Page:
A reader writes:
I recently got hired at a very small company, only 7 employees including myself. I was hired about 3 months out of college, so this is my first job. I do like this position and I seem to have a good rapport with the other employees, who have all worked here for anywhere from 3 to 10 years.
However, the guy who shares my actual workspace with me, who is close to my age and has been working with the company for about 4 years, is racist and sexist. I gave him a lift home from work once, and in the 15-minute car ride, he made many sexist and racist comments about women, Asians, Indians, and African American people. Ever since that day, he has also routinely made offensive statements about these groups in relation to calls he has received (he does IT support) and in passing conversation with me during work hours. As an Asian woman and a decent human being, it is infuriating to hear this kind of talk from anyone, let alone a guy that I have to share a workspace with and am forced to deal with on a daily basis.
I just told him today that a comment he made about Indian people was “very racist,” and he just shrugged and said, “Well, it’s what I think. It’s how I’ve always thought.” These comments are never made directly at me, they are always made as a sweeping generalization about all people of a certain race or “you know how fill-in-the-blanks are,” but that doesn’t make me any less upset. And, I’m sure that if anybody else were sharing this workspace with the two of us, they would find these comments upsetting, as well.
I honestly do not know how to approach this in a way that works out well for me. What I would like to do is tell him outright the next time he makes an offensive comment that I would appreciate it if he would keep those comments to himself because they are offensive and wrong. But I don’t know to what extent that would actually solve my problem. Clearly, racism and sexism are not things I can change his mind about, at least not in a professional setting, and I do not plan on doing so. Should I bring up this issue with my boss? I’m afraid that by bringing this up so early in my employment, it could seem like I am being sensitive and prone to starting trouble, no matter how justified I am.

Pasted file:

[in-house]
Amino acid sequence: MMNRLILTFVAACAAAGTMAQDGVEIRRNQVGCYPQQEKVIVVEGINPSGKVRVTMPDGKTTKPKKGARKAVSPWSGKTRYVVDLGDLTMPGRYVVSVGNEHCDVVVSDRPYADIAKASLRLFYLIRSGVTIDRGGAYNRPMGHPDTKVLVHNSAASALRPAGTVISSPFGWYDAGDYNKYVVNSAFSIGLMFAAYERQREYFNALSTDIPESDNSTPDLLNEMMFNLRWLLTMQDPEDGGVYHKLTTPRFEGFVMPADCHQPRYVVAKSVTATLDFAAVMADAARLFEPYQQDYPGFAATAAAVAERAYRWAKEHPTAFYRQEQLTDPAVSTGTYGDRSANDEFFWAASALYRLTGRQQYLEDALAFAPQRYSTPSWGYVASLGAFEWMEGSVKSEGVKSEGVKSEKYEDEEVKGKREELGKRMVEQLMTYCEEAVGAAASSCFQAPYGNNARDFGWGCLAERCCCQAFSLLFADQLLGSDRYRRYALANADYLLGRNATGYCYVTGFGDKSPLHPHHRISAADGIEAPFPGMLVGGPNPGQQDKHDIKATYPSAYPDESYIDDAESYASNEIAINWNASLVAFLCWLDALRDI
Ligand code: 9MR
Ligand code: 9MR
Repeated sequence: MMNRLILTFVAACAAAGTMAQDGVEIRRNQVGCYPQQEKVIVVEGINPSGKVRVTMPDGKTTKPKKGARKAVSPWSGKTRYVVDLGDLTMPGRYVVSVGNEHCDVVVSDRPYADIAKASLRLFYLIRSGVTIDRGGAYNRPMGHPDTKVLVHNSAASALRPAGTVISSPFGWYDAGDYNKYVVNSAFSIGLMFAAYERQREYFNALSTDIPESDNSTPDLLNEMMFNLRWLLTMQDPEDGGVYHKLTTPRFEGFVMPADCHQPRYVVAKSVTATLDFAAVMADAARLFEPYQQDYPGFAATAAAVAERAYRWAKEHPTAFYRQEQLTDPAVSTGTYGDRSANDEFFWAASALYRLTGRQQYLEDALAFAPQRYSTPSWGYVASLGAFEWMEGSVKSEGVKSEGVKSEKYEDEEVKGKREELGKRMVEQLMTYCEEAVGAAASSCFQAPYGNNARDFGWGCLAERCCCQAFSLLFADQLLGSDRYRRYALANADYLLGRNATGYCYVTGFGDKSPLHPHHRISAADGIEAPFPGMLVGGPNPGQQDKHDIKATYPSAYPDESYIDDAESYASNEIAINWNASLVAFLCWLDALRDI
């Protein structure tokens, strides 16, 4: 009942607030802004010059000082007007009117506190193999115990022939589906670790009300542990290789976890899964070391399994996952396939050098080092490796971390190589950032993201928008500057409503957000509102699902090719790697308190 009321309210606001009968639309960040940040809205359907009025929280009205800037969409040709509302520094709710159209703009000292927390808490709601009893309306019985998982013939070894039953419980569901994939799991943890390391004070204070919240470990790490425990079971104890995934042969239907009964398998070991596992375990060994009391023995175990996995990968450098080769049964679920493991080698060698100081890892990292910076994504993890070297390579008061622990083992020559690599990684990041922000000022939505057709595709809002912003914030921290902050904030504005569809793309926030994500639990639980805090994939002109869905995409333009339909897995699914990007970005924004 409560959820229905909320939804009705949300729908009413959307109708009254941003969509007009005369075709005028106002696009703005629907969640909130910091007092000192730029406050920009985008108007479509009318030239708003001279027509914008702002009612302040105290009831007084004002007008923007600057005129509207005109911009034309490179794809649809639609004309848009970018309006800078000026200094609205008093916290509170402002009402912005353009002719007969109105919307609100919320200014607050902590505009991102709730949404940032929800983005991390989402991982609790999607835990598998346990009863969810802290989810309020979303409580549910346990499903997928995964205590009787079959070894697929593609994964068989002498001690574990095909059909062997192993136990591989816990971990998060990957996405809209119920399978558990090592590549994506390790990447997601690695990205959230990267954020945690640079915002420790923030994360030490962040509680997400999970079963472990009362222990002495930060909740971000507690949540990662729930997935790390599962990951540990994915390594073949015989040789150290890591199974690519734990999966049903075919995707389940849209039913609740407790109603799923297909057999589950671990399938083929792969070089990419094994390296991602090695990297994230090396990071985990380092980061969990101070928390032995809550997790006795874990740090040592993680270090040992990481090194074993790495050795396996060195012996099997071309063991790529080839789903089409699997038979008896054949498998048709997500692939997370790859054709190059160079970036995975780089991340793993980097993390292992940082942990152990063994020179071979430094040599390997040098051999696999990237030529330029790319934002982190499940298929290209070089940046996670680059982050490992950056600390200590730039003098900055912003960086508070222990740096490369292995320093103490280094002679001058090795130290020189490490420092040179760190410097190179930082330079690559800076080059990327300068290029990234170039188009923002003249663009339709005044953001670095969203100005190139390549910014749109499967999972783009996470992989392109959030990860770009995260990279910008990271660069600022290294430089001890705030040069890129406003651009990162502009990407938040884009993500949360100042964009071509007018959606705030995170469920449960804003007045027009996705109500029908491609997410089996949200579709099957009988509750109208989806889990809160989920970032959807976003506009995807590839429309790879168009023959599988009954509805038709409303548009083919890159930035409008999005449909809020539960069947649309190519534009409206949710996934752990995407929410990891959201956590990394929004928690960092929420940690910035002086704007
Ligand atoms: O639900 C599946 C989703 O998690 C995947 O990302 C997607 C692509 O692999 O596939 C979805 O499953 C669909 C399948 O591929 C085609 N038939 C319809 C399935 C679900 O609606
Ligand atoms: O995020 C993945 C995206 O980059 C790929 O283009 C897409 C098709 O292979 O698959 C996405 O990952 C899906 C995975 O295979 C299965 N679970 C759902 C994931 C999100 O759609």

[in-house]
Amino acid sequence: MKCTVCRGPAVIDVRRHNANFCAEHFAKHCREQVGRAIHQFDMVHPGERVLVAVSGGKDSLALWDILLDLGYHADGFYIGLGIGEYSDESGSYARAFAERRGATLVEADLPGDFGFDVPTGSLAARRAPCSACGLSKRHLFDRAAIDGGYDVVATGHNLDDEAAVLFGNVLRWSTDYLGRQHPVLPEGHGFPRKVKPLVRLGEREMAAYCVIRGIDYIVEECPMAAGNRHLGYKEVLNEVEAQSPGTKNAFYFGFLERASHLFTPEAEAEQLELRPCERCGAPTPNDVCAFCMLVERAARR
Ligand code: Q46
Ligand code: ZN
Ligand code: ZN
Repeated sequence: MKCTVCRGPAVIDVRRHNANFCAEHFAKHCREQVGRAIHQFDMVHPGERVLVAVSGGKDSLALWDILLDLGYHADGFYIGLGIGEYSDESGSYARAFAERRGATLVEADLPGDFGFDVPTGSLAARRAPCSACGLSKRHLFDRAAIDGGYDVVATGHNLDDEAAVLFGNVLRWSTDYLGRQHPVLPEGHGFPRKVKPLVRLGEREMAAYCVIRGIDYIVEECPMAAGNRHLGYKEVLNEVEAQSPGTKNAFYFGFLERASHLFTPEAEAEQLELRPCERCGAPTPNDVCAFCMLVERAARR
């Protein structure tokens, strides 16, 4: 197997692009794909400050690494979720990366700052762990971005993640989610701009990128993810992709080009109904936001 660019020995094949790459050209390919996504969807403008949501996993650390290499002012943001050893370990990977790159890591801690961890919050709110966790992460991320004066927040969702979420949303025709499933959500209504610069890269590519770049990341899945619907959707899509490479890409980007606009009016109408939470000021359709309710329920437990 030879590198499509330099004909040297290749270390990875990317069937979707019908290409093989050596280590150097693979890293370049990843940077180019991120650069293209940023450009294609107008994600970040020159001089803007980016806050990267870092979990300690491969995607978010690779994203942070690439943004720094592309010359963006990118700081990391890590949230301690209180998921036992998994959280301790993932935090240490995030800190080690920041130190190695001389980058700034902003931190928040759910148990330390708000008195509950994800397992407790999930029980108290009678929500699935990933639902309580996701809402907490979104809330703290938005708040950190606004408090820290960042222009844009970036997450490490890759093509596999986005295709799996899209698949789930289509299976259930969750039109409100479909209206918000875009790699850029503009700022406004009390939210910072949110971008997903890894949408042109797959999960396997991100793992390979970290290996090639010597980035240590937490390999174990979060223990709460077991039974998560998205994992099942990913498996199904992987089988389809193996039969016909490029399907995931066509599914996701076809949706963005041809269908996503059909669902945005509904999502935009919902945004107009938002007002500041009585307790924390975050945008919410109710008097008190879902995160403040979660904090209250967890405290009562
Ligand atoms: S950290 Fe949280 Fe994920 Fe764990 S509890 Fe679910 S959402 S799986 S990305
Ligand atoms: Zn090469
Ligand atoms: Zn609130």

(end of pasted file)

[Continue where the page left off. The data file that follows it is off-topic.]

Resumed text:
Lay down the law with him directly. (And I do literally mean the law, which we’ll get to.)
Normally if someone makes one isolated racist remark, I’d recommend saying something like, “Wow. What would make you say that?” That lower-key approach on its own is often enough to cause the person to backpedal and at least watch their mouth in the future. But you’ve already tried pointing out his racism, and he just dug his heels in and defended it, so it’s time to get more direct.
The very next time he makes one of these comments, say this: “Those sorts of comments are offensive to most people and unwelcome in the workplace. I don’t want to hear anything like that again.” When he responds by telling you that it’s how he’s always thought or whatever other asinine defense he comes up with, say this: “I don’t care. I’m telling you that those comments are unwelcome in the workplace, and they’re unwelcome around me. And they expose the company to legal liability under federal harassment laws, so I strongly suggest that you stop.”
If it continues after that, yes, you should talk to your boss. If your boss is even halfway aware of relevant employment laws, and/or an even halfway decent person, she would want to know about this. Don’t think of it as making trouble — think of it as bringing a serious problem to her attention before it causes real damage, just like you’d warn her about, say, a bug in a product you were releasing. It’s strongly in the company’s interests to put a stop to this guy’s comments, because the company is legally liable for the environment that he’s creating and this sounds pervasive enough that it would trigger the federal hostile workplace statute. (Although most employers will act even if it’s not pervasive enough to trigger the law, simply because they don’t want to take chances. And often because they rightly don’t want that kind of BS in their workplaces.)
When you talk to your boss, say something like this: “I want to bring it to your attention that Joe has been regularly making racist comments in my presence. I’ve asked him several times to stop and have told him that it’s unwelcome, and it’s continued. I figure that you’d want to know about this, because I’m sure the company doesn’t want an employee doing this, for legal reasons if nothing else.”
Work from the assumption that of course your boss would want to know about this, because she probably does.